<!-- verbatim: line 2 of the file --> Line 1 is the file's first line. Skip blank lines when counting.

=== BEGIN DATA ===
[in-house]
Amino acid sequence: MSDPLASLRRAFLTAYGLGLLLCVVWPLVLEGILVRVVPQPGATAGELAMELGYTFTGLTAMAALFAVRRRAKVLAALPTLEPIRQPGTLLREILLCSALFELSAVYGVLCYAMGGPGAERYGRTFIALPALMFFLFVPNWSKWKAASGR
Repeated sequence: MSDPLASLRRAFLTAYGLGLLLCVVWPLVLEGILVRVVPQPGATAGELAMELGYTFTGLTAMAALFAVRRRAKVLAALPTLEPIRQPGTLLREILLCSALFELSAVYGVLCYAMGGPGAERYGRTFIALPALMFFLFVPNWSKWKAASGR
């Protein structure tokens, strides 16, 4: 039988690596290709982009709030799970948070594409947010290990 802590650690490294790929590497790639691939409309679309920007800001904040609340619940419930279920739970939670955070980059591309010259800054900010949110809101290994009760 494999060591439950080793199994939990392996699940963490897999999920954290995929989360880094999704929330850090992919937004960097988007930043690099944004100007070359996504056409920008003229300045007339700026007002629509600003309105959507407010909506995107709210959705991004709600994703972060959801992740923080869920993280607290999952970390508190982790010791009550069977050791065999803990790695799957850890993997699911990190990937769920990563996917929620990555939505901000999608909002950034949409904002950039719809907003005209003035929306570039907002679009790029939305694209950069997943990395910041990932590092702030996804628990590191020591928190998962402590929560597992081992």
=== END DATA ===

Amino acid sequence: MSDPLASLRRAFLTAYGLGLLLCVVWPLVLEGILVRVVPQPGATAGELAMELGYTFTGLTAMAALFAVRRRAKVLAALPTLEPIRQPGTLLREILLCSALFELSAVYGVLCYAMGGPGAERYGRTFIALPALMFFLFVPNWSKWKAASGR